Historical Characters

Historical Characters
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Henry Bulwer. Historical Characters

TO LORD LYTTON

PREFACE TO THIS NEW EDITION

TALLEYRAND, THE POLITIC MAN

Part I. FROM THE COMMENCEMENT OF THE REVOLUTION TO THE EXPOSITION OF THE STATE OF THE NATION

Part II. FROM THE FESTIVAL OF THE 14TH OF JULY TO THE CLOSE OF THE NATIONAL ASSEMBLY

Part III. FROM CLOSE OF NATIONAL ASSEMBLY TO CONSULATE

Part IV. FIRST CONSULATE

Part V. FROM THE FALL OF THE EMPEROR NAPOLEON, IN 1814, TO THE END OF M. DE TALLEYRAND’S ADMINISTRATION, IN SEPTEMBER, 1815

Part VI. FROM THE RETIREMENT OF M. DE TALLEYRAND TO THE REVOLUTION OF 1830

MACKINTOSH, THE MAN OF PROMISE

Part I. FROM HIS YOUTH TO HIS APPOINTMENT IN INDIA

Part II. HIS STAY IN INDIA AND HIS CAREER IN PARLIAMENT

Part III. MERITS AS A WRITER, DEATH, AND ESTIMATE OF GENERAL CAPACITY AND CHARACTER

COBBETT, THE CONTENTIOUS MAN

Part I. FROM HIS BIRTH, IN MARCH, 1762, TO HIS QUITTING THE UNITED STATES, JUNE 1ST, 1800

Part II. FROM JUNE 1ST, 1800, TO MARCH 28TH, 1817, WHEN, HAVING ALTOGETHER CHANGED HIS POLITICS, HE RETURNS TO AMERICA

Part III. FROM QUITTING ENGLAND IN 1817 TO HIS DEATH IN 1835

CANNING, THE BRILLIANT MAN

Part I. FROM BIRTH AND EDUCATION TO DUEL WITH LORD CASTLEREAGH

Part II. FROM MR. PERCEVAL’S ADMINISTRATION TO ACCEPTANCE OF THE GOVERNOR-GENERALSHIP OF INDIA

Part III. FROM DEATH OF LORD LONDONDERRY TO PORTUGUESE EXPEDITION

Part IV. FROM THE BEGINNING OF MR. CANNING’S POPULARITY AS FOREIGN MINISTER TO HIS DEATH

Part V

SIR ROBERT PEEL

Part I

Part II

Part III

Part IV

Part V

Part VI

APPENDIX. TWO MEMOIRS, READ BY M. DE TALLEYRAND AT THE NATIONAL INSTITUTE

APPENDIX II

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The sale which this work has had in its original form has induced my publisher to recommend a cheaper and more popular one; and I myself gladly seize the opportunity of correcting some of the errors in print and expression which, though gradually diminished in preceding editions, left even the last edition imperfect. An author with ordinary modesty must always be conscious of many defects in his own work. I am so in mine. Still I venture to say that the portraits I have drawn have, upon the whole, been thought truthful and impartial; and though I have been often reminded of the difficulty which Sir Walter Raleigh, when writing the History of the World, experienced in ascertaining the real particulars of a tumult that took place under his windows – almost every anecdote one hears on the best authority being certain to find contradiction in some of its particulars – I have not refrained from quoting those anecdotes which came to me from good authority or the general report of the period; since a story which brings into relief the reputed character of the person it is applied to, and which, to use the Italian proverb, ought to be true if it is not so, is far from being indifferent to history.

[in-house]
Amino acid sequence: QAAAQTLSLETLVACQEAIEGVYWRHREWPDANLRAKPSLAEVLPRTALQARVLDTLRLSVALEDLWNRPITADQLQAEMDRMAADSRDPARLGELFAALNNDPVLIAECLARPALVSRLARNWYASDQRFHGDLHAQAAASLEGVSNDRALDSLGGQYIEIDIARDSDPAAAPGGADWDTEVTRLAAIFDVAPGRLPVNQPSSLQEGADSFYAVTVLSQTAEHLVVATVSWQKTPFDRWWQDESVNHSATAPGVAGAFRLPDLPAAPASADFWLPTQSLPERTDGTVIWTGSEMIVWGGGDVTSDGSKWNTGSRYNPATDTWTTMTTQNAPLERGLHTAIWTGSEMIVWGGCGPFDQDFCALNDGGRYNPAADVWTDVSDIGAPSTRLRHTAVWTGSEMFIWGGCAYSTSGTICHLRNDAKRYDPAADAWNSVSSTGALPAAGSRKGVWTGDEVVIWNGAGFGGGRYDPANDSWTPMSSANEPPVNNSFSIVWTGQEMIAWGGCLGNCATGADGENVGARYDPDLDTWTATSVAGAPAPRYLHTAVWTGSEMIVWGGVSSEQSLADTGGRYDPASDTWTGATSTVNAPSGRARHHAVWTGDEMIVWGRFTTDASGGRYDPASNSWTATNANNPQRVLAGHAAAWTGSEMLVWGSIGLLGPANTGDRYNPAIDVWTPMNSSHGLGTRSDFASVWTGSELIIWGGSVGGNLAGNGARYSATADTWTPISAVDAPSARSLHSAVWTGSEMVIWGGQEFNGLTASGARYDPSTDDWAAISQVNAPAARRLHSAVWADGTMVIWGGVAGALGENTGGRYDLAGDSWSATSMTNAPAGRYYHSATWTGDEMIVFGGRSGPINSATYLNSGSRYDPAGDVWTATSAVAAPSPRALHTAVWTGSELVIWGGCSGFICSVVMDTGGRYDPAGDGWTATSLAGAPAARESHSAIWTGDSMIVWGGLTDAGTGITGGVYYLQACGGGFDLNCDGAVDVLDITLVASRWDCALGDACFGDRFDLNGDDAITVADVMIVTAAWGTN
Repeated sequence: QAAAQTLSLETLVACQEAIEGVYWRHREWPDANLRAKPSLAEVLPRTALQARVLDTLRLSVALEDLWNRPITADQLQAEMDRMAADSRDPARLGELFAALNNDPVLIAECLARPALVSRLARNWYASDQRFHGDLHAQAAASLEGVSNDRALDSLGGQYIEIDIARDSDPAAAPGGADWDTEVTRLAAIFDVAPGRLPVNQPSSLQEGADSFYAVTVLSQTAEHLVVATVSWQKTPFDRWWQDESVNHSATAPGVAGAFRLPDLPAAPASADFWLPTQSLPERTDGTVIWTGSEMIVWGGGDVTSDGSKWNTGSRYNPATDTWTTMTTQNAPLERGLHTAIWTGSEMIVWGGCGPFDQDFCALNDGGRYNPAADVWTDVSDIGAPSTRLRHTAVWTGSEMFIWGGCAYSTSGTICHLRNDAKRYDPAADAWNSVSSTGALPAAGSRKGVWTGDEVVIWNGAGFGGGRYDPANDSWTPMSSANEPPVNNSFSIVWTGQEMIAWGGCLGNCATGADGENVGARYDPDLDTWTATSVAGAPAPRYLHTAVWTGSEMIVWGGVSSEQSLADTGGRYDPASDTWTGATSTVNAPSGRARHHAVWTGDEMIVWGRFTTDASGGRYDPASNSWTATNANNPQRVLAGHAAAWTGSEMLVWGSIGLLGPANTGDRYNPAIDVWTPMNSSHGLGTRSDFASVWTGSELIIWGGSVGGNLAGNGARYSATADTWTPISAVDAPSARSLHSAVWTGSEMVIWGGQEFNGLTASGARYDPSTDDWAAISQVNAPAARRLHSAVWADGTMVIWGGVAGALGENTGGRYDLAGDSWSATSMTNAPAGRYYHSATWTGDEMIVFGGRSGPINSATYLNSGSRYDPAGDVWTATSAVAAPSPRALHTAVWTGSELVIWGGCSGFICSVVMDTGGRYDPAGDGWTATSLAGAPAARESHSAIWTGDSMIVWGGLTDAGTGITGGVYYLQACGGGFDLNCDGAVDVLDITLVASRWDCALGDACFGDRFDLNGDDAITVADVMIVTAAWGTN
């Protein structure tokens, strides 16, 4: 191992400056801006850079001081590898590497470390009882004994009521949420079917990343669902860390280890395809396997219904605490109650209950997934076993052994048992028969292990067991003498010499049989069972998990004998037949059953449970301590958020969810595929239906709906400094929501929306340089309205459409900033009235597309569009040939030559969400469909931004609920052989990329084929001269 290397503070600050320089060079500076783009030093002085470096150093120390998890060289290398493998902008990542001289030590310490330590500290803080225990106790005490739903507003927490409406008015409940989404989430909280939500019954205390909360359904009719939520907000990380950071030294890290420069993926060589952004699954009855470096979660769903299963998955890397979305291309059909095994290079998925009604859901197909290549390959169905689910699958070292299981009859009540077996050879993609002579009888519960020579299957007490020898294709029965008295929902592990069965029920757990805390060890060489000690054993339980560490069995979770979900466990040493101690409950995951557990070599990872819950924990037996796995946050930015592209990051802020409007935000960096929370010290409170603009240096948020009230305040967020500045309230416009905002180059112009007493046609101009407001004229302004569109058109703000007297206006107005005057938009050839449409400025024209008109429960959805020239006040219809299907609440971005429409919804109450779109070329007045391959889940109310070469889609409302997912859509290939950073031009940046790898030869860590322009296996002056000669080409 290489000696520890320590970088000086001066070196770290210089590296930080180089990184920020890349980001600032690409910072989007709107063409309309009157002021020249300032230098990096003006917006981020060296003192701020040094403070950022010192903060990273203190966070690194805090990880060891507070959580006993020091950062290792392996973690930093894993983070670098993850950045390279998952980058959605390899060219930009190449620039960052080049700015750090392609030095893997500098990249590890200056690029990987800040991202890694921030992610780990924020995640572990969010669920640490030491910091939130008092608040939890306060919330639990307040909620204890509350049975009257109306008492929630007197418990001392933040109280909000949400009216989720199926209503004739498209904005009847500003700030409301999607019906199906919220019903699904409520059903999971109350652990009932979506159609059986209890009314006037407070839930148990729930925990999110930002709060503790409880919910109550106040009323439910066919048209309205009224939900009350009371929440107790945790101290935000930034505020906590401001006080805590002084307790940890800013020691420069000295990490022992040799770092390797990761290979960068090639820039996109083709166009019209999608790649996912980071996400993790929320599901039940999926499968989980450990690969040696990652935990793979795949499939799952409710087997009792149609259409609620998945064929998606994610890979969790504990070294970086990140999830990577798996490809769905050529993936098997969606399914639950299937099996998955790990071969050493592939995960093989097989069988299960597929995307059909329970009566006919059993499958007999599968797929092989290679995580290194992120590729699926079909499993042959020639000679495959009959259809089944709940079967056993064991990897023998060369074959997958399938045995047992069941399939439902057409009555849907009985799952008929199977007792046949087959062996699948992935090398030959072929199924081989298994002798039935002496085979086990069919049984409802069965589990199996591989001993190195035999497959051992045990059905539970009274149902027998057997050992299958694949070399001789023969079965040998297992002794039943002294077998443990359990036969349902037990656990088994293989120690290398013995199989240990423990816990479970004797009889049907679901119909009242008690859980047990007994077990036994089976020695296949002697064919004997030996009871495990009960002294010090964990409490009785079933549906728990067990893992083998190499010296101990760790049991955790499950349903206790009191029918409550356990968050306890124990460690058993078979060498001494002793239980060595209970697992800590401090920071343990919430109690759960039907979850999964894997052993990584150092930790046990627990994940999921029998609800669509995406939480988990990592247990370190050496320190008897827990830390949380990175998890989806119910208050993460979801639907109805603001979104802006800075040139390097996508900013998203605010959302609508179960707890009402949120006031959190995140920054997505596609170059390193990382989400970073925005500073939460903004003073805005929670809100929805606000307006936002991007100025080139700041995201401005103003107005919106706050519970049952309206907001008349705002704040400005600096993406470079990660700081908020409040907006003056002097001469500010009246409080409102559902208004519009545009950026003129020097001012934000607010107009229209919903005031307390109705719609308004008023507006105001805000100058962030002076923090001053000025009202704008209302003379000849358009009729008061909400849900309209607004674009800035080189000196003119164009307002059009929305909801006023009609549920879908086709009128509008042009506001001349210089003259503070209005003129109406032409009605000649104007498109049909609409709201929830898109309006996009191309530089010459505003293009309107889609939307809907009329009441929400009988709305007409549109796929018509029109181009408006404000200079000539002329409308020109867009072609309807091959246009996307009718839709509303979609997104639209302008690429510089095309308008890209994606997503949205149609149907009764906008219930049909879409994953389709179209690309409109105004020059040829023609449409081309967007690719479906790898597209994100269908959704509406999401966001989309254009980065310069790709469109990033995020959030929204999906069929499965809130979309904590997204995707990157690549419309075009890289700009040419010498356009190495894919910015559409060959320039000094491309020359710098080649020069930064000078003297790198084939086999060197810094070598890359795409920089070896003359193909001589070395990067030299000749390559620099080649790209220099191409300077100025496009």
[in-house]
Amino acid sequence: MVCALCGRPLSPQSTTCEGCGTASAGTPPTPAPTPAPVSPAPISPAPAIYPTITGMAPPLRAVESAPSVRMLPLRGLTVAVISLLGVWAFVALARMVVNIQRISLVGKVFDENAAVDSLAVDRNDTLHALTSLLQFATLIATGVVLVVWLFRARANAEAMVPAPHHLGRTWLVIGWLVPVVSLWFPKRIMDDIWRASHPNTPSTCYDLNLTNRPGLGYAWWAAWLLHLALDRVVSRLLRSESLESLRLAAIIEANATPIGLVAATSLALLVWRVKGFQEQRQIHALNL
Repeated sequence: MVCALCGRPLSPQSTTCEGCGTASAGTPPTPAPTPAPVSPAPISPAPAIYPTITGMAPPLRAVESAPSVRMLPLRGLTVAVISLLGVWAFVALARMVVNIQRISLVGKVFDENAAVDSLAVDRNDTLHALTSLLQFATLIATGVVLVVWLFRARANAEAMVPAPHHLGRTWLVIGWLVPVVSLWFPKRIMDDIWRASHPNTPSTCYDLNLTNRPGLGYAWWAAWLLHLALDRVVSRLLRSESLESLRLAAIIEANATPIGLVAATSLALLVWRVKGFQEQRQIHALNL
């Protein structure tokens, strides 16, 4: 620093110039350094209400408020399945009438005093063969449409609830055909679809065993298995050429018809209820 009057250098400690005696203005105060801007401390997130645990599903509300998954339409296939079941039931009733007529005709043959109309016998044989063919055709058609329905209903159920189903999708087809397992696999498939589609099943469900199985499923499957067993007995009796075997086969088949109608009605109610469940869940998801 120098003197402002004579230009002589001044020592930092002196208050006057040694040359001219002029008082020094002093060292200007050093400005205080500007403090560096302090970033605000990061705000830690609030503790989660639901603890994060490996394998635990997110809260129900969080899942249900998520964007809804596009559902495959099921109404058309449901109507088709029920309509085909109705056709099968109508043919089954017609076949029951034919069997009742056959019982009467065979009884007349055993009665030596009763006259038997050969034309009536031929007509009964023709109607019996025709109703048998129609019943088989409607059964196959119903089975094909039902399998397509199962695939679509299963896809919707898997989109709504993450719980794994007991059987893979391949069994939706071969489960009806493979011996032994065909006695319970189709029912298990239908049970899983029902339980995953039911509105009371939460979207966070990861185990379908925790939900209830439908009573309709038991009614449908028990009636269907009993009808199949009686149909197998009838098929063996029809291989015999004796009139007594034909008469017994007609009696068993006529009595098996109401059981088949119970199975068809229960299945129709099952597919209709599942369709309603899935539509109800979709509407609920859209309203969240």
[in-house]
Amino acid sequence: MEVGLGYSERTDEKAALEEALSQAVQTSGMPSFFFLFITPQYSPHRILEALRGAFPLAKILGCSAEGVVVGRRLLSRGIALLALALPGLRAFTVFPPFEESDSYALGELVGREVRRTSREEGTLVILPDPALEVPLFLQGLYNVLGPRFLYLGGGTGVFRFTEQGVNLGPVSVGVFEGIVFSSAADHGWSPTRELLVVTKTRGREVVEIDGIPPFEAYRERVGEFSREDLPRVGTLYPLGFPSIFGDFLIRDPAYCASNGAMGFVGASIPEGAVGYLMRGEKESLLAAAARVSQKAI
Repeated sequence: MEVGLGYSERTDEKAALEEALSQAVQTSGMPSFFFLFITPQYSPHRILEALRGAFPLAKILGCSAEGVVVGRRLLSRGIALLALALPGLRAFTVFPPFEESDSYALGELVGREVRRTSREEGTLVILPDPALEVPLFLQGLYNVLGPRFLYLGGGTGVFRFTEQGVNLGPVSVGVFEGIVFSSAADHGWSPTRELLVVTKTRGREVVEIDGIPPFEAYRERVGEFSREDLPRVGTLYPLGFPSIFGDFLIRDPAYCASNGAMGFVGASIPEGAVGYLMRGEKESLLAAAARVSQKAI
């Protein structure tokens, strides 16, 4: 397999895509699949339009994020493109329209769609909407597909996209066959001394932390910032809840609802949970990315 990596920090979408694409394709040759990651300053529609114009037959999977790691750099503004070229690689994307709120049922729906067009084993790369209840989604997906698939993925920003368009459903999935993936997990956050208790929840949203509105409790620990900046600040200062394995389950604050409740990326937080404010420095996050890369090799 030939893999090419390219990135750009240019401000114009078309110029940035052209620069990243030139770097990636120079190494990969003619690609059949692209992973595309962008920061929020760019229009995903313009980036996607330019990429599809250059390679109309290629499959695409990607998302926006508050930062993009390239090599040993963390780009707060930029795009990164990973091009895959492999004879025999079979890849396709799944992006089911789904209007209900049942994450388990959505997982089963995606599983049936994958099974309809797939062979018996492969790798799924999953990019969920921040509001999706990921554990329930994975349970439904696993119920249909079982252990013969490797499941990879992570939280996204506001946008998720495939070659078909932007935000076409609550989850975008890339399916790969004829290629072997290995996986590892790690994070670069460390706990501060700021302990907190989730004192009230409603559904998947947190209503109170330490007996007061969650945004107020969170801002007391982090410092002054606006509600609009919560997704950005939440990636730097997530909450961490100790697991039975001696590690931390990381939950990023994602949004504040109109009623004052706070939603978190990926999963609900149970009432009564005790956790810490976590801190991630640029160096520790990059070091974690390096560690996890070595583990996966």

In conclusion, I cannot but express my thanks, not only to public, but to private and previously unknown critics, whose remarks have always received a willing and grateful attention, and to whose suggestions I am greatly indebted.

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This decree left the future too obscure for any man of calmness and judgment to flatter himself that there was more than a faint probability of fixing its destinies for some years to come; but whatever these destinies might be, the reputation of the statesman whose views formed the mind of a rising generation, would survive the errors and passions of a past one.

It was with this thought before him that M. de Talleyrand, just previous to the dissolution of the National Assembly, or, as it is sometimes called, l’Assemblée constituante, brought under its notice a vast project of education, then too late to be decided upon, but which, printed and recommended to the attention of the coming legislature, and having at one extremity the communal school and at the other the Institute, exists with but slight alterations at this very day.

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